Best speed switches for gcc

This is a discussion on Best speed switches for gcc within the Linux Programming forums, part of the Platform Specific Boards category; So far I've noticed that: -O3 and -fomit-frame-pointer significantly speed up my proggies. Are there other goodies I missed for ...

  1. #1
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    Question Best speed switches for gcc

    So far I've noticed that:

    -O3 and -fomit-frame-pointer significantly speed up my proggies.

    Are there other goodies I missed for maxing speed?

    Barring for now an assembly rewrite of the choke points. I'll get there later.

    [edit]
    Yes, I can RTFM, but what really works? vs. what's available.
    [/edit]
    Last edited by rafe; 11-01-2002 at 02:30 PM.

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    Agreed!

    But I'm trying to milk an O(n^2) algo for all it's worth. The O(n^2) is written in stone & I know what the hot spot is, in this rare case I knew this before I started coding. Of course there's plenty of stuff a newbie like me isn't doing efficiently but I'm trying to coast as long as I can before I have to pedal hard.
    Last edited by rafe; 11-01-2002 at 03:09 PM.

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    OK, when I do this I get burried in the output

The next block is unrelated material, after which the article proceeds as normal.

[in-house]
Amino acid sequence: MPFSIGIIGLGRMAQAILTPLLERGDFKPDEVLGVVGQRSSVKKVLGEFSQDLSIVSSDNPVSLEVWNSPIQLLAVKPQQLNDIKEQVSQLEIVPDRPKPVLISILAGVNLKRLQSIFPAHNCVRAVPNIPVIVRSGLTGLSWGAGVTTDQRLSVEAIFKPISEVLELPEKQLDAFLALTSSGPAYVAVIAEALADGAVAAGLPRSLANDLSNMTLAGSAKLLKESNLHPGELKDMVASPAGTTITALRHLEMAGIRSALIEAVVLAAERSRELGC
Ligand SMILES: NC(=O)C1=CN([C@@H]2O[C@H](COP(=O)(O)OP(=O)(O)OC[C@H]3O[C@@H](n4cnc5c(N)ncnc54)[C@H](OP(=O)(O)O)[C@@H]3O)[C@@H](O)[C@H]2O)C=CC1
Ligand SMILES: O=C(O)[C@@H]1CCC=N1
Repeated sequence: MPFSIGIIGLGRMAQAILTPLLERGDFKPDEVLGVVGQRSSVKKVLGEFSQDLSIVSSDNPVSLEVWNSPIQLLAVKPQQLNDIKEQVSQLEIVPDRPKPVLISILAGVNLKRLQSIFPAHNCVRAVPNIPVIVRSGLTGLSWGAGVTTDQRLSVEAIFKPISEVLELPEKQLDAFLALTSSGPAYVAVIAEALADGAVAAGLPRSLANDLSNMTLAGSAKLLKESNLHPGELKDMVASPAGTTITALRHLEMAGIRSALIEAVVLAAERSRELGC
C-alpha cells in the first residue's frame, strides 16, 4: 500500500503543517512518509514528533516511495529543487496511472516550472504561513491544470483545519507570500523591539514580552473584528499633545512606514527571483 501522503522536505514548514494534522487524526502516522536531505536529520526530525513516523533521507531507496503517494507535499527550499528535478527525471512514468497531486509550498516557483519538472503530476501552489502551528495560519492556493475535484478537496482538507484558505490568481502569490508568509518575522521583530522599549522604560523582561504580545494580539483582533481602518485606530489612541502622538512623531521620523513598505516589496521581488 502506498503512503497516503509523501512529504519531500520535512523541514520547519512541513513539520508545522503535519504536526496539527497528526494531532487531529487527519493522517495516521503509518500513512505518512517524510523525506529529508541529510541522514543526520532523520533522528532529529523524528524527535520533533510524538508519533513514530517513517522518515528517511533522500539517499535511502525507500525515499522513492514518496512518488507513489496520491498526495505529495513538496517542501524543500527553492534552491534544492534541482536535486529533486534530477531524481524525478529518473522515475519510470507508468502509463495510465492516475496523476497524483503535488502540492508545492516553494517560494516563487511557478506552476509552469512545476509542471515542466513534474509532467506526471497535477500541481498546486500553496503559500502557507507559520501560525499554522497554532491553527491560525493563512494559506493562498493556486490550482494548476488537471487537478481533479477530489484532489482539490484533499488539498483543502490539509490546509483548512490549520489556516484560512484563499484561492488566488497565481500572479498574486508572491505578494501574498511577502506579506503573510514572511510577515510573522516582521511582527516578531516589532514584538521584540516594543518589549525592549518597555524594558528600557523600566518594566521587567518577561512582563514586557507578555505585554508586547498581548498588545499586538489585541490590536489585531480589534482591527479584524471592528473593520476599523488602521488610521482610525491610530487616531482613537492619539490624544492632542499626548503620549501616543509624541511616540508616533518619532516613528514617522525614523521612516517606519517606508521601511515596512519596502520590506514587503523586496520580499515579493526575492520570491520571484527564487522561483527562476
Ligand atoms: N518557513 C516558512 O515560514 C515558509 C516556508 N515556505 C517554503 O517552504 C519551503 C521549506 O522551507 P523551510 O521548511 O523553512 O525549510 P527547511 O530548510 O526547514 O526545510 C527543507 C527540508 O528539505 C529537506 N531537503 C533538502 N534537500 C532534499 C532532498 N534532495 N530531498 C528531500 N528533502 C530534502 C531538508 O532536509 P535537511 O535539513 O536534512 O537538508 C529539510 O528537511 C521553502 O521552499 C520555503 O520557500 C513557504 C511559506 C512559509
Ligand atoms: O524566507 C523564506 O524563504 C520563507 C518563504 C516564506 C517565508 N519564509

-m elf_i386

    Sooo... given that I'm working with an athlon I should reinstall gcc for my target processor? Giving it a better chance to optimize for the chip when I do the -O3? It should also allow it to use all those fancy MMX registers &c. Or is there a better way?

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    Smile

    Thanks! I'm currently using gcc 3.2 so it has the Athlon switches. I'll experiment & time against my prog.

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    A few extra ticks thanks. Given how heavily this program will be hit in the next few months the difference *IS* significant.

    When I use "-O3 -fomit-frame-pointer" the times cluster near:
    real 1m10.404s
    user 1m10.220s
    sys 0m0.170s

    By adding then adding "-mcpu=athlon-xp" the following is fairly typical:
    real 1m5.608s
    user 1m5.500s
    sys 0m0.100s

    Oh yea, without any of the above switches it takes over 4 times as long.

    This is good to have before getting into hard to maintain coding tricks.

    Thanks again.

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    for the morbidly curious only

    I know that program optimization can be fickle. But I'm trying to learn what I can about gcc switches & I figured I'd share my findings. It is odd to see how many of the switches slow things down, but of course they may do the reverse in other situations.

    I was able to lose another second with -fdelete-null-pointer-checks & -fschedule-insns2. But i would be skeptical about using them in other situations & my testing shows little or no gain as a rule.

    On the other hand, the -O3, -fomit-frame-pointer & -mcpu=whatever seem to be winners on all of the compute bound programs I tested. Still a small N tho & limited to integer math.